A few weeks ago I wrote a post evaluating the logos of most of the candidates for president, Marco Rubio, Rand Paul, Ted Cruz, and Hillary Clinton. All but one of the logos got low votes. I was expecting better from you, Jeb.
Let me explain:
Yesterday Jeb Bush threw his hat in the ring to compete for the Republican nomination and reintroduced the same “Jeb!” logo he used the last time he ran for president and very similar to the marks he used when he ran for governor as well.
The “Jeb!” logo is a no-go for me for four reasons:
A logo needs to illustrate the brand it represents. The best logos are all about the authentic truth of the product/candidate and why it matters to the buyer/voter. I know Jeb. We’re both Miami guys and I see him around town and have spent time chatting with him. Jeb’s a nice guy, a smart guy, and a connected guy. But he is not an “exclamation point” guy. He’s a steady candidate, not an exciting one. The “Jeb!” logo does not represent the real Jeb Bush the voters need to meet. It might be a marketing technique to focus attention on “Jeb!” instead of “Bush,” but the logo does not fit him.
Regardless of your political leaning, voters look for candidates with new ideas. Even very conservative voters, who want things returned to the way they used to be look for candidates with new ideas to get there. By using the same “Jeb!” logo he used the last time he ran (when, let’s not forget, he DID NOT WIN) Jeb telegraphs that you can expect the same old story. Same old “Jeb!” – same old ideas.
Jeb’s biggest problem — amongst Republicans in the primary race and amongst Rs, Ds, and Is if he makes it to the final election — is his connection to his past; his brother, his brother’s advisors, and his brother’s bad decisions and what they cost the country. If Jeb wants to talk about new opportunities, new directions, new solutions, why would he use a symbol that traps him in that past? What the “Jeb!” logo says is that he’s just the same old wine in the same old bottle.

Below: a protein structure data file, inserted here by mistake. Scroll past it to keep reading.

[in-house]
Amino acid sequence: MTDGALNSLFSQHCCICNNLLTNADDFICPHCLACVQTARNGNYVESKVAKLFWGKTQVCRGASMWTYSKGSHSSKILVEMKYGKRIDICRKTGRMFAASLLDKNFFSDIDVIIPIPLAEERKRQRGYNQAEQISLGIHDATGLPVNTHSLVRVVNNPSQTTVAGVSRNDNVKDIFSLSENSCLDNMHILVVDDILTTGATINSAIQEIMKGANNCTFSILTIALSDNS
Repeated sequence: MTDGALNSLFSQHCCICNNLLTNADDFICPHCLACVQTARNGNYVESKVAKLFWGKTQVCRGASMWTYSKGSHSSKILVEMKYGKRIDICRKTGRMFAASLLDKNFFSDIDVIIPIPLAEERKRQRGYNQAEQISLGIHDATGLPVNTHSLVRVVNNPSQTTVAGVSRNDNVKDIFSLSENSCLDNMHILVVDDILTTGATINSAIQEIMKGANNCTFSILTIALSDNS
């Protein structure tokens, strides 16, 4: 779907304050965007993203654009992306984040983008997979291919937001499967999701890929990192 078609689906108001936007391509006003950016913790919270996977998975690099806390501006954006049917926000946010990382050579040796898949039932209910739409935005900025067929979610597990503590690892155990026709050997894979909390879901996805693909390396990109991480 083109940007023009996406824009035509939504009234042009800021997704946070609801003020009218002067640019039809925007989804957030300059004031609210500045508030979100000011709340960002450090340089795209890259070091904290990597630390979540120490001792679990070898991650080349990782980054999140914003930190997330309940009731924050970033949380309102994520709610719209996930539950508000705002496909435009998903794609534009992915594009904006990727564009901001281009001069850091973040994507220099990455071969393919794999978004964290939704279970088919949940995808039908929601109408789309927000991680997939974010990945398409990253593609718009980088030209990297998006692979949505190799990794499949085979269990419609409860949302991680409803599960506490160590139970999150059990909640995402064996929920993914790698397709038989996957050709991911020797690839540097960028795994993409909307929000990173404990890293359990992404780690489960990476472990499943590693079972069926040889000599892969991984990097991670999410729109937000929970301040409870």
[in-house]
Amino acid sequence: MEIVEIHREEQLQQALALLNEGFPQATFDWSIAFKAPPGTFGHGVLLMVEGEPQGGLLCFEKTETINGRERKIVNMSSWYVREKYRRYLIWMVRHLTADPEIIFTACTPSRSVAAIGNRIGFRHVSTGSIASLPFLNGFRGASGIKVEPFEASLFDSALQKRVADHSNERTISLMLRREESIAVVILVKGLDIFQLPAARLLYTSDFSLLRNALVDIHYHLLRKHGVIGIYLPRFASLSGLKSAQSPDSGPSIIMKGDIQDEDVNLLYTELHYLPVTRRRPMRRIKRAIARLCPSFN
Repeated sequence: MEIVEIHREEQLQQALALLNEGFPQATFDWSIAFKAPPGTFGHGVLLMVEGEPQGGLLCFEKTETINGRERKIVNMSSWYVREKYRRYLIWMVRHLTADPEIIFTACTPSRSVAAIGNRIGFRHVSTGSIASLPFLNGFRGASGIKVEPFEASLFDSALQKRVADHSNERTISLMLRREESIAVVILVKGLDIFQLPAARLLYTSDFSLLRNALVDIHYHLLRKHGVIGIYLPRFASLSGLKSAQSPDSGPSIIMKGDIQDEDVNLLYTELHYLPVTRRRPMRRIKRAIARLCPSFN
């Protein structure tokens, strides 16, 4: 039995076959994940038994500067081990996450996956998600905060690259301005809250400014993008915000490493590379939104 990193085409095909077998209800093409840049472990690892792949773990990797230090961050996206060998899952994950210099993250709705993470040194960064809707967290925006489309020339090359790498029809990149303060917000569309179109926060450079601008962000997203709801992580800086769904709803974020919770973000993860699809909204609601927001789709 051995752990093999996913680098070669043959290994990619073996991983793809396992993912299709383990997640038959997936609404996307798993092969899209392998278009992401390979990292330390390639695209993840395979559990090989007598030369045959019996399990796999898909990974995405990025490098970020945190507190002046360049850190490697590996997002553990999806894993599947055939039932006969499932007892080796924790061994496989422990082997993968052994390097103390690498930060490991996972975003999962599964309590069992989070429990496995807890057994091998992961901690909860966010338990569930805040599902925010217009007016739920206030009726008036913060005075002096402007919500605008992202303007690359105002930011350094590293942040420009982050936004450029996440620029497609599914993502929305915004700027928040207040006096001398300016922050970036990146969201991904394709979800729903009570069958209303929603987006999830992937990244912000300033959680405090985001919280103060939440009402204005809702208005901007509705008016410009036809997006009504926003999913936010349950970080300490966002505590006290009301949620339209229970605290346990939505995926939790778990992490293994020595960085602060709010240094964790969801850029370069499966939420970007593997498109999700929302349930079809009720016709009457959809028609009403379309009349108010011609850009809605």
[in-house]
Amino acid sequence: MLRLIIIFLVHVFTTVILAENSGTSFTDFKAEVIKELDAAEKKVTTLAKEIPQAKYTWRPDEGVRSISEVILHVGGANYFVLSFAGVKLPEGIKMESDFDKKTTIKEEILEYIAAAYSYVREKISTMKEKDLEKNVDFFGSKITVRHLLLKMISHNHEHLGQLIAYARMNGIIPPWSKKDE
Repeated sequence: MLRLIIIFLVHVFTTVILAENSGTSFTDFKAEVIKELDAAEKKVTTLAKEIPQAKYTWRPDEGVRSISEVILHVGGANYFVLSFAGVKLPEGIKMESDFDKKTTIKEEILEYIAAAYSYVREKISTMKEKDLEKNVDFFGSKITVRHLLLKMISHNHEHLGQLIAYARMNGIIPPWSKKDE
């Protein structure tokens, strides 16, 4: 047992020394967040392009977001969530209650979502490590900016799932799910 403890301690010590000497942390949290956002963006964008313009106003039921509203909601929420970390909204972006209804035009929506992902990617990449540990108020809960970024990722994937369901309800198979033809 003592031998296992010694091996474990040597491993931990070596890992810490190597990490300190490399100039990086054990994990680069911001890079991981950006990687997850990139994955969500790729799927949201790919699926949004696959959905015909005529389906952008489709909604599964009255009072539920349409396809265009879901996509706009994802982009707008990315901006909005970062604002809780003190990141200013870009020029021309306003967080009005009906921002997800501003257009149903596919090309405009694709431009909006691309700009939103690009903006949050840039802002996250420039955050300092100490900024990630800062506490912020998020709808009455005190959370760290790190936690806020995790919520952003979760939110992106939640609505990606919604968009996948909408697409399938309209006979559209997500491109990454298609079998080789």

It’s not a very good design. Regardless of what Jeb wants to suggest he brings to the race — intelligence, gravitas, experience, power, forward thinking, or whatever — the “Jeb!” logo does not represent those attirbutes. The typeface is weak, the letter spacing is too open (which makes the mark look even weaker and not solid) and while the color may be red for Republican it is otherwise uninspired. Only the exclamation point says anything (Excitement!!) but as we saw above, that excitement is not consistent with Jeb’s authentic truth.
Of course the obvious argument for reusing the “Jeb!” logo is awareness. “But Bruce, isn’t awareness the key to getting attention, money, and votes? Doesn’t a “Jeb!” logo that’s already recognizable make sense because of the brand equity it possesses and the awareness it brings to the election?”
Those questions are a fool’s challenge. The “Jeb!” logo is old and rehashed yet owns no brand equity. There may be some faded “Jeb!” bumper stickers on old supporters’ cars but beyond that it’s a bankrupt image. And that’s a shame, really, because Jeb is a good guy and deserves better.
But here’s a big idea: Turn Jeb’s “b” around to make a “d” and flip the “!” over to create an “i” and “Jeb!” becomes “Jedi.” Maybe Jeb’s plan is to build his brand on top of the new Star Wars movie that’s coming out soon. As Yoda might say, “The conservatism needs to be strong in this one, yeeeees?”